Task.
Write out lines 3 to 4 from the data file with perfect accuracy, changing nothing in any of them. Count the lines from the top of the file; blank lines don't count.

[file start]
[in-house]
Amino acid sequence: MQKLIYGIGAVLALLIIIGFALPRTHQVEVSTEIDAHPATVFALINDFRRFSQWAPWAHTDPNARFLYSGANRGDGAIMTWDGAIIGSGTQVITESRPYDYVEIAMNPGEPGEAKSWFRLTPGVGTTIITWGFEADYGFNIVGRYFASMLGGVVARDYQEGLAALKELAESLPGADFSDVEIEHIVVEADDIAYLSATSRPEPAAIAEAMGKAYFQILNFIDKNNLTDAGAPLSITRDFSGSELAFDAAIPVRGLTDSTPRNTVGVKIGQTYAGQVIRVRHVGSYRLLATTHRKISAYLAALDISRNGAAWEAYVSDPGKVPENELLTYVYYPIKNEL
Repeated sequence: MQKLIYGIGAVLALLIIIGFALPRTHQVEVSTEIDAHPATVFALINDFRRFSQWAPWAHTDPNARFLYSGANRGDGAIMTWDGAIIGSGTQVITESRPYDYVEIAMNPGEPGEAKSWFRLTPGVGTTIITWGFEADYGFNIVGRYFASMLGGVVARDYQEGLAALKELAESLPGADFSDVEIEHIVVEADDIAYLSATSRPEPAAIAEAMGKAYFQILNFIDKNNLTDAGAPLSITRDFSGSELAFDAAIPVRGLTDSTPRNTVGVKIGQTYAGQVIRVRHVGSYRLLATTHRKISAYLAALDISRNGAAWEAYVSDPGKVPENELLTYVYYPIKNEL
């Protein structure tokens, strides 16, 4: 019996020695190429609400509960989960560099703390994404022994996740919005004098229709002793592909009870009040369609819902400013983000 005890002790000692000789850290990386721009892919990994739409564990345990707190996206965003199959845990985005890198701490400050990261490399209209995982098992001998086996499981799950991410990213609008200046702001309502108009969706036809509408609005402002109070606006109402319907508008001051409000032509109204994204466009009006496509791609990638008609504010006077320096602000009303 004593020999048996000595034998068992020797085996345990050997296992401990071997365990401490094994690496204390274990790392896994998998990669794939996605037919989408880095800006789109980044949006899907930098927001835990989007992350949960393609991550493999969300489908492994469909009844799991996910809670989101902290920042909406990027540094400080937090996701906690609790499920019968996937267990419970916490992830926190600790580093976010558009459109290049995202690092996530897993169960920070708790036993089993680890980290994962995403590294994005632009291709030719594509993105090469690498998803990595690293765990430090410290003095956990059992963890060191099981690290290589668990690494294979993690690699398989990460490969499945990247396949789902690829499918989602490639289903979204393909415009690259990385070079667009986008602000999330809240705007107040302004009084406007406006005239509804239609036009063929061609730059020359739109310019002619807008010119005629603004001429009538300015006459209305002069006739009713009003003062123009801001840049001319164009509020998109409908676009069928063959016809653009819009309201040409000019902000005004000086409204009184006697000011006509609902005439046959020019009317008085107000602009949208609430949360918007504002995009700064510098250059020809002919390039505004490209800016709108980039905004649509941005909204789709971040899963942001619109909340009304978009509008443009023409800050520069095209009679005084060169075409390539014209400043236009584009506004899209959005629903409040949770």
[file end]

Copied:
Repeated sequence: MQKLIYGIGAVLALLIIIGFALPRTHQVEVSTEIDAHPATVFALINDFRRFSQWAPWAHTDPNARFLYSGANRGDGAIMTWDGAIIGSGTQVITESRPYDYVEIAMNPGEPGEAKSWFRLTPGVGTTIITWGFEADYGFNIVGRYFASMLGGVVARDYQEGLAALKELAESLPGADFSDVEIEHIVVEADDIAYLSATSRPEPAAIAEAMGKAYFQILNFIDKNNLTDAGAPLSITRDFSGSELAFDAAIPVRGLTDSTPRNTVGVKIGQTYAGQVIRVRHVGSYRLLATTHRKISAYLAALDISRNGAAWEAYVSDPGKVPENELLTYVYYPIKNEL
């Protein structure tokens, strides 16, 4: 019996020695190429609400509960989960560099703390994404022994996740919005004098229709002793592909009870009040369609819902400013983000 005890002790000692000789850290990386721009892919990994739409564990345990707190996206965003199959845990985005890198701490400050990261490399209209995982098992001998086996499981799950991410990213609008200046702001309502108009969706036809509408609005402002109070606006109402319907508008001051409000032509109204994204466009009006496509791609990638008609504010006077320096602000009303 004593020999048996000595034998068992020797085996345990050997296992401990071997365990401490094994690496204390274990790392896994998998990669794939996605037919989408880095800006789109980044949006899907930098927001835990989007992350949960393609991550493999969300489908492994469909009844799991996910809670989101902290920042909406990027540094400080937090996701906690609790499920019968996937267990419970916490992830926190600790580093976010558009459109290049995202690092996530897993169960920070708790036993089993680890980290994962995403590294994005632009291709030719594509993105090469690498998803990595690293765990430090410290003095956990059992963890060191099981690290290589668990690494294979993690690699398989990460490969499945990247396949789902690829499918989602490639289903979204393909415009690259990385070079667009986008602000999330809240705007107040302004009084406007406006005239509804239609036009063929061609730059020359739109310019002619807008010119005629603004001429009538300015006459209305002069006739009713009003003062123009801001840049001319164009509020998109409908676009069928063959016809653009819009309201040409000019902000005004000086409204009184006697000011006509609902005439046959020019009317008085107000602009949208609430949360918007504002995009700064510098250059020809002919390039505004490209800016709108980039905004649509941005909204789709971040899963942001619109909340009304978009509008443009023409800050520069095209009679005084060169075409390539014209400043236009584009506004899209959005629903409040949770």